Forrester High School in Edinburgh has been using iPads on a one-to-one basis for its S3-S6 (spanning ages 13-18) classes for about eight years. A year ago, as the Covid pandemic took hold, the school also involved S2 students, as well as issuing some iPads to S1s who had difficulties accessing a device at home.
Teacher Ryan Carter shares what he has learned about making the most of video content at school.
1. Plan for your audience
Teachers plan; it’s what we do. But the first step of creating video content is considering your audience. Is it parents and carers? Peers? Learners? All of the above? This will have an impact on the type of video you create and must be taken into account at the very start.
It may seem obvious but make sure you know how you want your content to flow. Simple thumbnail sketches or storyboarding will allow you to consider your content before recording to incorporate any resources or visuals that you will need to make your point. There is nothing worse than clambering for that all important prop once the camera is rolling. There are lots of different storyboarding apps available – I use Procreate.
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3. Select your video-editing software
There are loads of different video editing applications available. If you are recording a quick video that requires no editing, then the video function on a smartphone or tablet will suffice. If, however, you’re looking at editing in more detail – maybe adding hyperlinks or graphics – then explore a video editing application, such as iMovie. I recommend finding one you are comfortable with using. This makes all the difference when you come to creating content.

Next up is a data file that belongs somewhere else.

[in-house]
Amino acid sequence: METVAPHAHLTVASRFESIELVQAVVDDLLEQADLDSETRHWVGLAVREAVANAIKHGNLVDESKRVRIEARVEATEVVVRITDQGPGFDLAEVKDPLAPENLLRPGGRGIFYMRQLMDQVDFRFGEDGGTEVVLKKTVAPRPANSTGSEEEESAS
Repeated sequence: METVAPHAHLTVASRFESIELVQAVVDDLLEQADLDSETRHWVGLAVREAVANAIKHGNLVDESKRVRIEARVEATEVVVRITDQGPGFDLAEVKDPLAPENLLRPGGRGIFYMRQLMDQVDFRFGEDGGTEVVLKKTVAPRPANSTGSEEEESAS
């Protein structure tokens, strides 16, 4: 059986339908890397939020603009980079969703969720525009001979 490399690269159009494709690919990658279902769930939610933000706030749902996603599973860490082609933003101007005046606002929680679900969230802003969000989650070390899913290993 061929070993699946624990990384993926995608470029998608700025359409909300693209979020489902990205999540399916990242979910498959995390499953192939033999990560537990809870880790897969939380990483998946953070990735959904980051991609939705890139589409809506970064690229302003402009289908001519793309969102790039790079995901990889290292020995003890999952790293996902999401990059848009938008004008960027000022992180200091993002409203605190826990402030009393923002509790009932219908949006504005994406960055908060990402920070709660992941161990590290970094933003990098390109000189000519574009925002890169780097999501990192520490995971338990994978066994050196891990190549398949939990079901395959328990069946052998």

4. Make it engaging
In the age of YouTube and streaming, it’s even more important to make video content engaging. Use moving images, graphics, text and music to support your key messages. Have a look at the vast library of educator’s videos available on the internet to inspire your content. Then bounce your content off a critical colleague for feedback.
5. Get audience feedback
Once your video is out there, ask your audience for feedback. Some of the best feedback I received was from them and related to aspects I hadn’t even considered, such as the pace of backing music. The good thing is that the major work has hopefully been done and any tweaks, at this stage, are superficial and relatively quick to make. Ultimately, you want to know if the message your video was trying to communicate has succeeded.
Ryan Carter is curriculum leader with whole-school responsibility for digital learning at Forrester High School in Edinburgh